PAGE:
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Walls of the Outer Bailey at Beeston Castle

A Grade I Listed Building in Beeston, Cheshire West and Chester

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Latitude: 53.1275 / 53°7'39"N

Longitude: -2.6901 / 2°41'24"W

OS Eastings: 353921

OS Northings: 359149

OS Grid: SJ539591

Mapcode National: GBR 7L.6T8X

Mapcode Global: WH88Q.NN67

Entry Name: Walls of the Outer Bailey at Beeston Castle

Listing Date: 1 March 1967

Last Amended: 3 April 1986

Grade: I

Source: Historic England

Source ID: 1130513

English Heritage Legacy ID: 55799

Location: Beeston, Cheshire West and Chester, CW6

County: Cheshire West and Chester

Civil Parish: Beeston

Traditional County: Cheshire

Lieutenancy Area (Ceremonial County): Cheshire

Church of England Parish: Bunbury St Boniface

Church of England Diocese: Chester

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Listing Text

SJ 55 NW,

Walls of the Outer Bailey at Beeston Castle

(formerly listed as: Beeston Castle)




Section of walling, gatehouse and towers of outer bailey wall. c.1220
altered late C13/early C14. Built for Ranulf de Blundeville, 7th Earl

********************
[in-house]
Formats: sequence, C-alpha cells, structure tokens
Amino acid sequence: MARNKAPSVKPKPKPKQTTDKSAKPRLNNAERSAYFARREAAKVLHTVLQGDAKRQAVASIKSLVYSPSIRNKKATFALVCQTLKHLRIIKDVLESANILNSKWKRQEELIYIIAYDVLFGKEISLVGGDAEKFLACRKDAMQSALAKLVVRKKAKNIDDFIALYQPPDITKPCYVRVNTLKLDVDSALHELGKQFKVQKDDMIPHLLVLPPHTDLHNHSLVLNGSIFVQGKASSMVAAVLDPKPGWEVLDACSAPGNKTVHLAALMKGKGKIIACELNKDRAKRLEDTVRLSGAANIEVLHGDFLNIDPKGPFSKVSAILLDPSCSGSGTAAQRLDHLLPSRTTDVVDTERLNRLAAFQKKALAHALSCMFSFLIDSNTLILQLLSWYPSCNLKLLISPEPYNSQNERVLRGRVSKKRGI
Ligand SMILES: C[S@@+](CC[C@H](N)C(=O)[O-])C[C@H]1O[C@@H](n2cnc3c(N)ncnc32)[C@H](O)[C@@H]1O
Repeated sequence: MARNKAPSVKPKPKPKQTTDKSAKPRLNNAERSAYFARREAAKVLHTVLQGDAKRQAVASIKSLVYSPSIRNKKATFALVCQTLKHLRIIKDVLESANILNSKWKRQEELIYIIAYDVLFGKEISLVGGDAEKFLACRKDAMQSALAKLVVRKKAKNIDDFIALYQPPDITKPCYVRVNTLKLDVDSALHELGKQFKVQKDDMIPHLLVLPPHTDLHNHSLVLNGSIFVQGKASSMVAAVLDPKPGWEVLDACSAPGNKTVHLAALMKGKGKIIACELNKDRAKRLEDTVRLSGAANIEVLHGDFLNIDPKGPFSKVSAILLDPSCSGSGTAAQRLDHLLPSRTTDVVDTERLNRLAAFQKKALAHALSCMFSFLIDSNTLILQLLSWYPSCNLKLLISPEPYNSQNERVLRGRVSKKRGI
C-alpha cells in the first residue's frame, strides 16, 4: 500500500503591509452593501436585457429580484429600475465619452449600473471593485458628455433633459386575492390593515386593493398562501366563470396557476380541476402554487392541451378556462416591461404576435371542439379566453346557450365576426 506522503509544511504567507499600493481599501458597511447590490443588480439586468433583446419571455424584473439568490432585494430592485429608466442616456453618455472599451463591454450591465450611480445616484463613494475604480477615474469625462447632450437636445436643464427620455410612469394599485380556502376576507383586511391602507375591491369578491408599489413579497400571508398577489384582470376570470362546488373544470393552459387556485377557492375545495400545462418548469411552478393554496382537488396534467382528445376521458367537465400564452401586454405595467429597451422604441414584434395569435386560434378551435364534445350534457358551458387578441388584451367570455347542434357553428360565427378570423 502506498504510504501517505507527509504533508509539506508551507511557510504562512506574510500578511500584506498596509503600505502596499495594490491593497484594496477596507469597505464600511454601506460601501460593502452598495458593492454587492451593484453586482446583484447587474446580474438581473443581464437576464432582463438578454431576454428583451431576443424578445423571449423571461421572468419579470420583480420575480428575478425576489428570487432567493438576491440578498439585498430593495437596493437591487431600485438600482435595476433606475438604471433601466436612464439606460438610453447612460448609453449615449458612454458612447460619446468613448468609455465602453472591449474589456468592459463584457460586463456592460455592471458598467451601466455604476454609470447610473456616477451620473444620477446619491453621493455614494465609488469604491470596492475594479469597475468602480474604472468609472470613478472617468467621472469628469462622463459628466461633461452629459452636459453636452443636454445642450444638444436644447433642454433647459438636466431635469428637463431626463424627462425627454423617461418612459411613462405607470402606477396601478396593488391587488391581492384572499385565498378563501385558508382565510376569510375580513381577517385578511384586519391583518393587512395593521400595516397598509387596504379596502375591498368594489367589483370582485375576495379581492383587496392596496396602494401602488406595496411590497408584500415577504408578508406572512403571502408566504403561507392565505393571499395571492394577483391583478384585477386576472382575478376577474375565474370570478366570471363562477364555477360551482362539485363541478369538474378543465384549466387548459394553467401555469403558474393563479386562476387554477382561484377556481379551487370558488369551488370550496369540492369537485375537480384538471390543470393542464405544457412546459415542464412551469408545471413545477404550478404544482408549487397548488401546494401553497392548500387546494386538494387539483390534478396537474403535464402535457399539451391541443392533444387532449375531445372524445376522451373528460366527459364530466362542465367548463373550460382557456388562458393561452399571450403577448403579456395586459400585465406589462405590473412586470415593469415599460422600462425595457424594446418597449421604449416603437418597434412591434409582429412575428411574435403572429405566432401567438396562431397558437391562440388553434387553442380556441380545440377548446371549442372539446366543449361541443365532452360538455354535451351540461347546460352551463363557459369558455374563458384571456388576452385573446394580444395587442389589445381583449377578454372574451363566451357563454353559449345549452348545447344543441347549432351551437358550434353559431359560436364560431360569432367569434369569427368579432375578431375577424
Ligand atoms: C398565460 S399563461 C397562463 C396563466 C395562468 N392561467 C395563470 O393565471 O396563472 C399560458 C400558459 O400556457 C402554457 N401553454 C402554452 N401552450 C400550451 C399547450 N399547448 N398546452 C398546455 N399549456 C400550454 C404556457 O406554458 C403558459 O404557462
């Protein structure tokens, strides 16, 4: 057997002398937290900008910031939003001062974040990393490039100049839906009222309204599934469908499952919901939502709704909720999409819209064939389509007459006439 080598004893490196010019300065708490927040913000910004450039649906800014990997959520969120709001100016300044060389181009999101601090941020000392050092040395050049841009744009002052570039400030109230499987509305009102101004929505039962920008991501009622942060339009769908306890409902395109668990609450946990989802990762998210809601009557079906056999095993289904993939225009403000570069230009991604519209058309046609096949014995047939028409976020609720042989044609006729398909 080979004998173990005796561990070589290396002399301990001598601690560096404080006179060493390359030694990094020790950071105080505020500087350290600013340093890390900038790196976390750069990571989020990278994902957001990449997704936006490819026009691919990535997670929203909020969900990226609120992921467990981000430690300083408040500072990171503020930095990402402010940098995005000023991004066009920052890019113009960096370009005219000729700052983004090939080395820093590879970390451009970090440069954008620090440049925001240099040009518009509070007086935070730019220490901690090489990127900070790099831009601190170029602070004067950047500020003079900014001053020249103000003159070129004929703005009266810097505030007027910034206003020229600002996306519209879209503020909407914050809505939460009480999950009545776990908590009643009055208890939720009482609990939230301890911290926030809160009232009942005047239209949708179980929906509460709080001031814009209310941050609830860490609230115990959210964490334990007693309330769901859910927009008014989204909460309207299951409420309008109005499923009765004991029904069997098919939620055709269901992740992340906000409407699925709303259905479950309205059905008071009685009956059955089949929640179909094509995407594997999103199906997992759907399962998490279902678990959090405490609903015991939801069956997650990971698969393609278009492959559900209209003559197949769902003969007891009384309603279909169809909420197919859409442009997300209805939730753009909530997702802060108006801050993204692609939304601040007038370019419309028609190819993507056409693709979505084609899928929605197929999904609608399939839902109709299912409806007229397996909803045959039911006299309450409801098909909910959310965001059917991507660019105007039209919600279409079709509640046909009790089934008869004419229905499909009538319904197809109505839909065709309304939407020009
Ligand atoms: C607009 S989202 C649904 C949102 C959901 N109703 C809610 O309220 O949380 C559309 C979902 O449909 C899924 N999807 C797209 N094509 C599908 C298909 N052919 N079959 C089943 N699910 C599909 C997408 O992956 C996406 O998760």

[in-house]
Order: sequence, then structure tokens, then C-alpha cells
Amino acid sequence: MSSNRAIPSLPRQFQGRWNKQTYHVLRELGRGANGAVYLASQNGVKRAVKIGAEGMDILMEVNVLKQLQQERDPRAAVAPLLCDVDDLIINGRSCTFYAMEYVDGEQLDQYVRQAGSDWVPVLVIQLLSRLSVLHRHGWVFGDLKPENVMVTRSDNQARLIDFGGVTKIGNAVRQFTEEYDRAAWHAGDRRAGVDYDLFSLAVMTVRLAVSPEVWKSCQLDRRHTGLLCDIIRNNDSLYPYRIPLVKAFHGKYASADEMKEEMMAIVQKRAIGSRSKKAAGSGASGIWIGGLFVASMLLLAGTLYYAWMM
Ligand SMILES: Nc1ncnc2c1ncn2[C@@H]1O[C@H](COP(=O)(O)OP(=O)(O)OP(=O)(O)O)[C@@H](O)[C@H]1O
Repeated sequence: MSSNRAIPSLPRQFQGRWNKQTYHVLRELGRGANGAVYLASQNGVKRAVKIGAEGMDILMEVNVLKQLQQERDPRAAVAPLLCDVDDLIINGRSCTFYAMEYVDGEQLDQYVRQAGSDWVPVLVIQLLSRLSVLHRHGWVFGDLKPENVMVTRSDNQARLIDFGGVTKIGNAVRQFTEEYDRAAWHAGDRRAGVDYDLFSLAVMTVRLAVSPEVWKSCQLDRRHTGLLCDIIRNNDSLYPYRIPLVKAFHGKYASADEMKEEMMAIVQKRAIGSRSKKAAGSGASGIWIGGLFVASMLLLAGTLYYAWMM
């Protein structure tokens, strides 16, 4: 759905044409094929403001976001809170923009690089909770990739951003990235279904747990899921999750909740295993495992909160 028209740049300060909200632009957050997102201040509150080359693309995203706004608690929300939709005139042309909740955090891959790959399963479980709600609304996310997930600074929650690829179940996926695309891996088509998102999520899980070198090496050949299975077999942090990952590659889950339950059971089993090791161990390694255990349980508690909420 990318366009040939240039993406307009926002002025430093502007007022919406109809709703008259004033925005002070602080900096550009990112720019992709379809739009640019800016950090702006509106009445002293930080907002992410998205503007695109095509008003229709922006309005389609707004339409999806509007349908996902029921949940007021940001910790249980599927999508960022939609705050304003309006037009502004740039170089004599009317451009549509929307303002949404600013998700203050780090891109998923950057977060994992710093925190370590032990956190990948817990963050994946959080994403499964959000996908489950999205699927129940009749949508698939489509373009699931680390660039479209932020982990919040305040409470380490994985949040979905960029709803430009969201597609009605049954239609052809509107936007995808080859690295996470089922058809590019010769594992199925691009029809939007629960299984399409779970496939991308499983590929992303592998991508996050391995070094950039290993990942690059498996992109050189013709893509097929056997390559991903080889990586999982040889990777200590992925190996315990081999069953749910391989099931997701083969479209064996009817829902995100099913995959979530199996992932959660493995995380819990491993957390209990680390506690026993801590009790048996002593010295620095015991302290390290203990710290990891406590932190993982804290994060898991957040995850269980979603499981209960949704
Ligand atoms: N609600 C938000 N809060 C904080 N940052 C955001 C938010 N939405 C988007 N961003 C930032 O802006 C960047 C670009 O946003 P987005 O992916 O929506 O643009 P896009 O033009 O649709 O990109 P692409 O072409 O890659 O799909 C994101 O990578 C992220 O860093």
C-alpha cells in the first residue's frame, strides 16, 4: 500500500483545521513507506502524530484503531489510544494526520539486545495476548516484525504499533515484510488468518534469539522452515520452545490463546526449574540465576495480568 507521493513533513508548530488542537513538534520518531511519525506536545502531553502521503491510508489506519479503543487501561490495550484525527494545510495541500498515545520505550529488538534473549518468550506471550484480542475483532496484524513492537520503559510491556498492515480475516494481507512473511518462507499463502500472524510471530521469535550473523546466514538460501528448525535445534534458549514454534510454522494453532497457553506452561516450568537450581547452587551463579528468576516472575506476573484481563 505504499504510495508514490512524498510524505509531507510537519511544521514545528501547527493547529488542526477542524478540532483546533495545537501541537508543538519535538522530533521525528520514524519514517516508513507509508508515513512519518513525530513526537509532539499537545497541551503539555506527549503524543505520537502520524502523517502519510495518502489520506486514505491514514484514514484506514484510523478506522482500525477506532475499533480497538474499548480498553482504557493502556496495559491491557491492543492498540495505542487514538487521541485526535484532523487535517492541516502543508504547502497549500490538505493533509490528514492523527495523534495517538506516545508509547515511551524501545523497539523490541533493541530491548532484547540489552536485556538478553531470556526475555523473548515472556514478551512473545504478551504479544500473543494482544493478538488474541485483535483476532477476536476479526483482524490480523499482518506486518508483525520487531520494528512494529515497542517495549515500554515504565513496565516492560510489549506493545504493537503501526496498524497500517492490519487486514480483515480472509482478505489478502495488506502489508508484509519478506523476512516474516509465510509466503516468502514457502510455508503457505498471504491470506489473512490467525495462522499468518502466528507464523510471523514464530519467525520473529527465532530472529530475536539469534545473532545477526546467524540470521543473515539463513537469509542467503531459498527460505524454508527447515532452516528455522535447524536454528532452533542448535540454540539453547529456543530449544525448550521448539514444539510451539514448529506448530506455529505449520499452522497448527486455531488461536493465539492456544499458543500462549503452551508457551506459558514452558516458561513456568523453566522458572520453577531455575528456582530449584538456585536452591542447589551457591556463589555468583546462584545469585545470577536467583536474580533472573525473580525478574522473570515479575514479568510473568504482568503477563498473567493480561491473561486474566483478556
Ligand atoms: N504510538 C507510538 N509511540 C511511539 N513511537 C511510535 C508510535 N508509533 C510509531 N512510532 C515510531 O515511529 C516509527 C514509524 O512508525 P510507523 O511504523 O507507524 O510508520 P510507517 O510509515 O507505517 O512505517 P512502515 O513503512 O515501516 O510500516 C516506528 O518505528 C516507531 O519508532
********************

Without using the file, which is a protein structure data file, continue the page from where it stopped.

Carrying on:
of Chester. Roughly coursed red sandstone. There is a break in the
walling at the point of the former gatehouse. The southern walling
has six D-shaped and one rectangular tower. At the northern end of
the wall are remnants of the southern tower of the gatehouse.
Immediately to the left of this and adjacent is a later C15 or C16
square garderobe tower. To the left of this are 5 further D-shaped
towers divided by curtain walling. Each tower has one or two lateral
arrow slits covering the curtain walls. The northern walling has
three D-shaped towers. At the southern end of the wall are remnants
of the northern tower of the gatehouse. The lower courses of the
walls and towers are all that remain, the upper courses having been
demolished c.1646 or thereafter. On the death of Ranulf de
Blundeville's nephew the castle passed to the Crown. In the late C13
and early C14 Edward I carried out modernising alterations. By the
late C16 Leland described the castle as "shattered and ruinous". In
1643 it was partially repaired and occupied by parliamentary troops
and taken by Royalist forces in the same year. It was partially
demolished in 1646 to prevent its repeated use as a stronghold.
Archaeological evidence of Bronze and Iron-age settlements on the site
has been found.

Listing NGR: SJ5393159215

This text is from the original listing, and may not necessarily reflect the current setting of the building.

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